If you’re serving with the potatoes, then it’s easiest to get the potatoes on first, make the sauce, set aside, then grill the fish while the spinach is on (if you’re making it). If you’d prefer to serve it with roasted Mediterranean vegetables, then pop them in the oven underneath the potatoes.
To make the Romesco sauce
Pre-heat the grill (broiler) to medium and line a baking tray with foil. Put the tomatoes, garlic cloves (in their skins) and almonds on the tray, and put under the grill. Initially, you will need to keep a close eye on it, as the almonds will start to brown very quickly and need turning before they burn – you only want to brown them a little.
Remove the skins from the garlic (and tomatoes, if desired). Chop the bottom end off the garlic, and cut the skinned tomatoes in half, and remove the tough green part where the stalk is. Add the garlic to the nuts in the food processor and blitz to a paste. Add the tomatoes and other ingredients, and then blend to a creamy sauce – it will have a slightly rough texture from the nuts, it is not meant to be smooth (Thermomix, speed 8-9, 10-20 seconds at a time, and scrape down in between, until happy with the texture). Serve warm (you can re-heat it gently in a pan, or microwave, just don’t boil it).
*You can use hazelnuts instead of almonds, or a mix of the two. You can also use a slice of fried bread to thicken the sauce if you are unable to or do not wish to use nuts.
To cook the cod
Wash and pat dry the cod fillets. Check for any bones, and remove if necessary. Gently rub ½ tsp olive oil over each cod fillet and then place on your foil-lined tray. Set the grill (broiler) to high, then place the cod underneath for 8 to 12 minutes (depending on thickness) until cooked. Alternatively place in the centre of a pre-heated oven at 180°C/350°F/Gas Mark 4 for 15-22 minutes (or you could also wrap loosely in foil.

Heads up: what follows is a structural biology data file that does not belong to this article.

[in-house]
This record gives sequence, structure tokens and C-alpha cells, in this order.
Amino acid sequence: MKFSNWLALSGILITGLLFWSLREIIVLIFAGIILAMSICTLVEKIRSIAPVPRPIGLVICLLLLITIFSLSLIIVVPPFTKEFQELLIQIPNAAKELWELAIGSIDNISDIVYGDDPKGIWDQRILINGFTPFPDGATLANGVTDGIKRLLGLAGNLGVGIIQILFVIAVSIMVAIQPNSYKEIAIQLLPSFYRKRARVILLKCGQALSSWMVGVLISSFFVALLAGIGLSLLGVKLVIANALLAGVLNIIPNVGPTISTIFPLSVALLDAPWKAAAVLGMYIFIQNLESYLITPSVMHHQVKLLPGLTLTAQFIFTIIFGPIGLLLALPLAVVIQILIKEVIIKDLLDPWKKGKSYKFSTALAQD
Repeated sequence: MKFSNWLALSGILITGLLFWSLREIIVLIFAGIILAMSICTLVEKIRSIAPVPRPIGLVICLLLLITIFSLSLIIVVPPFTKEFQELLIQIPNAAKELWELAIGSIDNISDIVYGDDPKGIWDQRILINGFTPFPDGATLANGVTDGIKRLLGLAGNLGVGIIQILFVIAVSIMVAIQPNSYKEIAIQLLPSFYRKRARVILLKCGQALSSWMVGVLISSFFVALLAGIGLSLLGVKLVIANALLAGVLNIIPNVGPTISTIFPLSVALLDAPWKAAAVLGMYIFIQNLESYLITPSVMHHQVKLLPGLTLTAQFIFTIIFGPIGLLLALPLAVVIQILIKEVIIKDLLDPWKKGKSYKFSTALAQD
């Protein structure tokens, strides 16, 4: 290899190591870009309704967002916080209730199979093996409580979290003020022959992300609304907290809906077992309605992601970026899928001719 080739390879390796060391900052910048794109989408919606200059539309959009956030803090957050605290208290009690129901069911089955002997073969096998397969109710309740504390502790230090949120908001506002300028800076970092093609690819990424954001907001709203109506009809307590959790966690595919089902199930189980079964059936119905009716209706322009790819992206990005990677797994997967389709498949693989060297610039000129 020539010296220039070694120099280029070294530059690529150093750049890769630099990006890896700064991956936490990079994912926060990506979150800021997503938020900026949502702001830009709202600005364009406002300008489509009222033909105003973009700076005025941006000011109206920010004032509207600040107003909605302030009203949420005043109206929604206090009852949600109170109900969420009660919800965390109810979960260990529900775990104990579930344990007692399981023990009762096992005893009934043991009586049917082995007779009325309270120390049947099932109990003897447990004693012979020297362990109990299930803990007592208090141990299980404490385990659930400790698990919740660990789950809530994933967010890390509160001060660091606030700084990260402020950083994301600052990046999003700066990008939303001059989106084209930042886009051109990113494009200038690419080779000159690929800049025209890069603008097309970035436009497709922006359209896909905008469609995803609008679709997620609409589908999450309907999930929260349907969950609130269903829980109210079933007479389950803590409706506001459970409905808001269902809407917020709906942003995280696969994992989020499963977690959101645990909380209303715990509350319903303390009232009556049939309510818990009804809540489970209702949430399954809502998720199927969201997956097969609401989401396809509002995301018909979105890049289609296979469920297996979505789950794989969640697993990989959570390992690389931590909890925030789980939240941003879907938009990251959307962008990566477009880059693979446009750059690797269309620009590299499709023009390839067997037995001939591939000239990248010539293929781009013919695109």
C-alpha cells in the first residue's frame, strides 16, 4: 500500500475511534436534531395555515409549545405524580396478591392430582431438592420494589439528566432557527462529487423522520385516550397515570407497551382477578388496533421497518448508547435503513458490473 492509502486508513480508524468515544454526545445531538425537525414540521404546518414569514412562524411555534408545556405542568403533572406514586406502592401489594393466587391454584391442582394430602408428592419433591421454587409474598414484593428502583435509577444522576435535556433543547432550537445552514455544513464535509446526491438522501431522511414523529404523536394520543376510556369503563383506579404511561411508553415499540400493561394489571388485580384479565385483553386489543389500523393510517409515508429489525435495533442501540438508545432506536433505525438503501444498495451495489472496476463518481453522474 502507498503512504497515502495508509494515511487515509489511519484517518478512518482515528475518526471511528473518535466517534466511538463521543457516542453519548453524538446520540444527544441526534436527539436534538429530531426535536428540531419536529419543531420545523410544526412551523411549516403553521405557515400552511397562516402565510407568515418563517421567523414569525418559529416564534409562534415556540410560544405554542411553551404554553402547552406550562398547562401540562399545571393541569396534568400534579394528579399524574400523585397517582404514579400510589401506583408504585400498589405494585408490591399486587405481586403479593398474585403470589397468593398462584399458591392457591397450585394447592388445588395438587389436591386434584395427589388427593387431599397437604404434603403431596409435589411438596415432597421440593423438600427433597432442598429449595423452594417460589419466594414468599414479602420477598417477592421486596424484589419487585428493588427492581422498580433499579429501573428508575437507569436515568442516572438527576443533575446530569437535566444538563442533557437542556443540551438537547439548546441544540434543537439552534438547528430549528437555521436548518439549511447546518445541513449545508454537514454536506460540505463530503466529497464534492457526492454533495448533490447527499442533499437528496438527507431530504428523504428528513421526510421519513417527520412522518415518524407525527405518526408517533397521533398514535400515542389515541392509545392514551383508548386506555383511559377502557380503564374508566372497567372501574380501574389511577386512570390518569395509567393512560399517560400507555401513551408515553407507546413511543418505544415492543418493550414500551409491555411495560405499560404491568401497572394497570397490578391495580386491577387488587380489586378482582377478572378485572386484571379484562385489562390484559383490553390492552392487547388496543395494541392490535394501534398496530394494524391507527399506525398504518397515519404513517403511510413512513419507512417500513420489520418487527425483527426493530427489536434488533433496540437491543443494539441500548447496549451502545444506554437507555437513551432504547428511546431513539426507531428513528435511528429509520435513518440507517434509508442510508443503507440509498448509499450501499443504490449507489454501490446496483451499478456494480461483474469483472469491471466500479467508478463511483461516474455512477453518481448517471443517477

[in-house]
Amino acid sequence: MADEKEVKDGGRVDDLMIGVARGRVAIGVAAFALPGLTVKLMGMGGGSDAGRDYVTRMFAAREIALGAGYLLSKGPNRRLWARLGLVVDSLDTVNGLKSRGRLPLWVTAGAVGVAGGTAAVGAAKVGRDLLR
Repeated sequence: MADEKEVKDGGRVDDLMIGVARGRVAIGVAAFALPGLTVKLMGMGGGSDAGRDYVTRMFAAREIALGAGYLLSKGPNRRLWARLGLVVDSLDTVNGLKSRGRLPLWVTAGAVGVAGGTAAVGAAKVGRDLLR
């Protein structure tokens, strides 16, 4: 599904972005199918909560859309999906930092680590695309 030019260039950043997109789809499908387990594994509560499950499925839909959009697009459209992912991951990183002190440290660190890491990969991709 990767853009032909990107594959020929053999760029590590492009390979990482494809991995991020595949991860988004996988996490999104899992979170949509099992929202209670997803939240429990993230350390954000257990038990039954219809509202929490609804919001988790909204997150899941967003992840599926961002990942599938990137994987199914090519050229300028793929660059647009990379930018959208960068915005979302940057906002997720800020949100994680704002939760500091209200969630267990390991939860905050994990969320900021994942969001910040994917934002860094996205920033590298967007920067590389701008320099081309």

Remember, no timing can be exact, as ovens vary, and it will also depend on the thickness of your fish fillets, so be sure to check your fish before the time is up – the fish is cooked when you can gently part the flakes with a knife in the thickest part, and they are still moist).
Spinach with pine nuts and raisins (87 calories per serving), Zarangollo (courgettes cooked with onions and oregano, 80 calories per serving, without egg), Roasted vegetables with oregano dressing (73 calories per serving), recipes can all be found on the blog - use the search button if you can't see them.
Baby roast new potatoes
Parboil 250g new/baby potatoes in their skins (halved if large) salted water for eight to ten minutes. Roast in a hot oven (Gas mark 7/220C/425F) tossed in 1 tsp olive oil and seasoned with sea salt and freshly ground black pepper for 20-30 minutes (depending on how you like the skin cooked). You can turn the oven down and keep them warm while you cook the fish. Serves two, 110 calories per serving.
If you liked this, you may also like my recipe for sea bass in a Spanish cider sauce.